Can Blood Testing Detect Concussions?

Concussion is a mild form of traumatic brain injury (TBI) that occurs due to a traumatic blow to the head. It has both short- and long-term effects that could affect an individual’s functions from hours to weeks. 

The immediate effects of concussion include headache, temporary loss of consciousness, dizziness, nausea and vomiting, blurred vision and sensitivity to light and sound. These conditions could last only for hours after the incident.

But in some cases, the patient may experience long-term effects, which may also require longer medical attention. After the traumatic brain injury, the patient may experience memory problems, psychological problems, sleep disturbances, trouble concentrating and problems with smell and taste. 

It is important to detect a concussion early for immediate treatment. However, currently available tools are either expensive or with limitations. 

But the medical community and the sports industry previously started to look at a new approach to identify a concussion. Health experts in 2018 introduced blood test as a diagnostic tool. 

To date, doctors use CT scan or MRI scan to observe the brain for potential damage. However, CT scan may not always detect a simple or mild concussion. 

The new traumatic brain injury blood test appears effective to identify the condition. Experts said it could also reduce the radiation exposure from CT scans and avoid unnecessary imaging scans. 

The test works by identifying proteins and enzymes that the brain releases into the blood after an injury. Lower levels of these substances in blood samples means no intracranial damage occurred, according to Eve Valera, an assistant professor in psychiatry at Harvard Medical School.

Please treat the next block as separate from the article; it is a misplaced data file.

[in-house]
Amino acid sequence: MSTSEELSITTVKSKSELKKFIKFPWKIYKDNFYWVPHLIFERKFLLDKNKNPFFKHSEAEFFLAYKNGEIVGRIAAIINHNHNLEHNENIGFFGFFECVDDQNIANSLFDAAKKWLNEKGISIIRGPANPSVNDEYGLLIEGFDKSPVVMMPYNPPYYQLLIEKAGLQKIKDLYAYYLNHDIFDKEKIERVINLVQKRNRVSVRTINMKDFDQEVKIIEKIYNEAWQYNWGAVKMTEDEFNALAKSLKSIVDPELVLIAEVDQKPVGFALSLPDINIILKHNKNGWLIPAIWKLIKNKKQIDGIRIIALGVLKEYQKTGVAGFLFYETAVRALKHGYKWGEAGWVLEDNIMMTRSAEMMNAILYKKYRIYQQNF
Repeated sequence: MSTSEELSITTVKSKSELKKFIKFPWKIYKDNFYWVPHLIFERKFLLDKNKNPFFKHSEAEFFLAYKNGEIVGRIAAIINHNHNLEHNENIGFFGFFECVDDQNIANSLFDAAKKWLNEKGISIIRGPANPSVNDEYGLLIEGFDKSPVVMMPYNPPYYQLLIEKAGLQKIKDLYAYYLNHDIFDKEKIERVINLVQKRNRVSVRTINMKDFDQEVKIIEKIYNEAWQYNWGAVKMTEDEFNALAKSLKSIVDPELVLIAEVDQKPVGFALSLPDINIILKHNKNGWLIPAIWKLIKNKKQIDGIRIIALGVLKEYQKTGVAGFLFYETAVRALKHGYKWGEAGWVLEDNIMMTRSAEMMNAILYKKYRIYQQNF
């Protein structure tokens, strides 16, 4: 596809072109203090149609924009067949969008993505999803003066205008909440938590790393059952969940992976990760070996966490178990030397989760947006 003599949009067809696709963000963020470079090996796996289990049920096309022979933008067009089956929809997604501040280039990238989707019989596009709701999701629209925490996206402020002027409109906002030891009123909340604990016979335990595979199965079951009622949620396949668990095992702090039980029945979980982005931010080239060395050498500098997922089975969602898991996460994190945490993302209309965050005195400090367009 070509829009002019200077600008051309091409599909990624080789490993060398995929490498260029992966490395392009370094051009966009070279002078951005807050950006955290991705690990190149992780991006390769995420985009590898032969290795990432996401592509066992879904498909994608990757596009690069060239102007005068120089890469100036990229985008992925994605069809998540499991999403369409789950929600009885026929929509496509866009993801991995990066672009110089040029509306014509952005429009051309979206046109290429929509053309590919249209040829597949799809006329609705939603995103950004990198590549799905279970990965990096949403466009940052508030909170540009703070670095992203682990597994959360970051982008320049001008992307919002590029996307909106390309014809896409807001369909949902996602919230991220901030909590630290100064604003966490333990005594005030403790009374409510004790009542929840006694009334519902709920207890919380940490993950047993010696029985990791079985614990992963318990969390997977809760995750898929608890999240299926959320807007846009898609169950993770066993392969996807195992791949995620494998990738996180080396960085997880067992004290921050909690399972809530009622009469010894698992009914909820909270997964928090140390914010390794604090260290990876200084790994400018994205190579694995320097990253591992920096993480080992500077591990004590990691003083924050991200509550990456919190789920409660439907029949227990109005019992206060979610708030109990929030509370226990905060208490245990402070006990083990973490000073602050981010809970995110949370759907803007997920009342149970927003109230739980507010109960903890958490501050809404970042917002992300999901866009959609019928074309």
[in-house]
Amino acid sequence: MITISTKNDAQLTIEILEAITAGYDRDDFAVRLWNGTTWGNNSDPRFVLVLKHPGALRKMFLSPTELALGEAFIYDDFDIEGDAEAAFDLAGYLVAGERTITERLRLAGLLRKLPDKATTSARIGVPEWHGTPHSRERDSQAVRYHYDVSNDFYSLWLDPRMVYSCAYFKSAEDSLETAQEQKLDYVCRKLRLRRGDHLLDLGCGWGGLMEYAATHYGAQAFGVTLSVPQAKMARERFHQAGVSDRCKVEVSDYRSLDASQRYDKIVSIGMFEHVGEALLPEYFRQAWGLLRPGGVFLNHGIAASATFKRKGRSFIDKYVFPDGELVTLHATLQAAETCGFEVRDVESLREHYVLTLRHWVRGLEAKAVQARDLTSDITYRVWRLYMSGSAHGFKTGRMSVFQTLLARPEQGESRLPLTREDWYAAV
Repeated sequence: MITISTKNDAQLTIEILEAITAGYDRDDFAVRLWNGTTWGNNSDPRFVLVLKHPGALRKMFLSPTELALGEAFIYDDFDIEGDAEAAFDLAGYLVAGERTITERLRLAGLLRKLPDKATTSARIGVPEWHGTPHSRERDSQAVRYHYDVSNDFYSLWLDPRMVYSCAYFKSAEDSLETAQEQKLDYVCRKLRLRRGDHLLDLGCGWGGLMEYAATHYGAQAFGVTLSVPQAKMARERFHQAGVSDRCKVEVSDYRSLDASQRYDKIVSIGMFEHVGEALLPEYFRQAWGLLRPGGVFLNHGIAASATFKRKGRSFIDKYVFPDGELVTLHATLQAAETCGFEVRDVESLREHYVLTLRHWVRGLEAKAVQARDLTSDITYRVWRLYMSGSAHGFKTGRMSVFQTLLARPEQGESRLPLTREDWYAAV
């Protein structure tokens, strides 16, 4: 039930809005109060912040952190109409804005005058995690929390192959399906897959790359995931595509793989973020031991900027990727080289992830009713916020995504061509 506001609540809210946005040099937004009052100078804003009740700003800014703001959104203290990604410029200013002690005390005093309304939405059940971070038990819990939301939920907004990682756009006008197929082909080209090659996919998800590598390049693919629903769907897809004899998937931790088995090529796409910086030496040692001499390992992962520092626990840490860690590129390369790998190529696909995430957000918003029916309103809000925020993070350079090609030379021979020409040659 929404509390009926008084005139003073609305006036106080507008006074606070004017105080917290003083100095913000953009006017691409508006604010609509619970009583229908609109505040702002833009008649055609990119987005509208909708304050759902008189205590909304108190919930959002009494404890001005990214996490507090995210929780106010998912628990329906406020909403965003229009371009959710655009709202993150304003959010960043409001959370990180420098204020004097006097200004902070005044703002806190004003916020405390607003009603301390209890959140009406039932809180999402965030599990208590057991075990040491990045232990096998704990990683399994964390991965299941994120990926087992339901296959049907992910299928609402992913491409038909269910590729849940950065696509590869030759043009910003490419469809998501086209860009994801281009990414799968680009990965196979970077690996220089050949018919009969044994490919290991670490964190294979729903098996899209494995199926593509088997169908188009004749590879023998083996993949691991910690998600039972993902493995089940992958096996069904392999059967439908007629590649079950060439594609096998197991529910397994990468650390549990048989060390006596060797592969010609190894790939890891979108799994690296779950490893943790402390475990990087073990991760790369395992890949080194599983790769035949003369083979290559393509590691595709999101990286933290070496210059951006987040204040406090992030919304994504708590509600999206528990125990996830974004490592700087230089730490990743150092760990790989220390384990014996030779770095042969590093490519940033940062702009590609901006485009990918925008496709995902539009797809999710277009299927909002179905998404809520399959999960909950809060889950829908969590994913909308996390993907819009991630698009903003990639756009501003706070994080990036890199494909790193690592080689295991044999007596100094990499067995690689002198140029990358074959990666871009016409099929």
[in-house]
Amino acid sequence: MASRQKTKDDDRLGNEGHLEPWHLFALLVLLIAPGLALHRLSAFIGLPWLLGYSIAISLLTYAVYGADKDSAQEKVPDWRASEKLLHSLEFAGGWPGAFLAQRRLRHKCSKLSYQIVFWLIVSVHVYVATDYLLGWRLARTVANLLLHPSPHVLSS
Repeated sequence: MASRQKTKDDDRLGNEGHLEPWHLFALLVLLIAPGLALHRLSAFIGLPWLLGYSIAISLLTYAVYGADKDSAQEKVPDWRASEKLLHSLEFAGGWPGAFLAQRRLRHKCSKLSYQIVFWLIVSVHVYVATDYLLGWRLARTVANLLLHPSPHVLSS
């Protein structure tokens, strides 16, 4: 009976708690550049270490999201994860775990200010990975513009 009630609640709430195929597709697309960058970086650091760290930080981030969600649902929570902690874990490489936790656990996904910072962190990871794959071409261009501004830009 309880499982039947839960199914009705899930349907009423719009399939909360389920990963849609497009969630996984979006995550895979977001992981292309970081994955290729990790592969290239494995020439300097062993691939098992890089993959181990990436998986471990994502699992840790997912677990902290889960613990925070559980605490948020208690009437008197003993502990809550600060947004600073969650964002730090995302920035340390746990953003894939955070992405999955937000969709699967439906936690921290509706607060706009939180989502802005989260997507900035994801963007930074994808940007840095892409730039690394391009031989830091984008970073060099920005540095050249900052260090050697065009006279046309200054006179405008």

“As these tests evolve, they may prove to be more sensitive than CT scans at determining intracranial damage,” Valera, who is also a research scientist at Massachusetts General Hospital, said in an article posted on Harvard Health Blog

The TBI blood test may soon be useful in patients with mild brain injury. Valera said the approach is improving and could become more sensitive than CT scan at observing brain damage. 

“When someone has symptoms of a mild TBI (also called a concussion), the need for a CT scan, the type of scan most typically performed in these cases, is much less clear,” Valera added. “In a majority of mild TBI cases, a CT scan finds no abnormality and is ultimately unnecessary for many people.”

Football Concussion Concussion is a mild form of traumatic brain injury (TBI) that occurs due to a traumatic blow to the head. Pixabay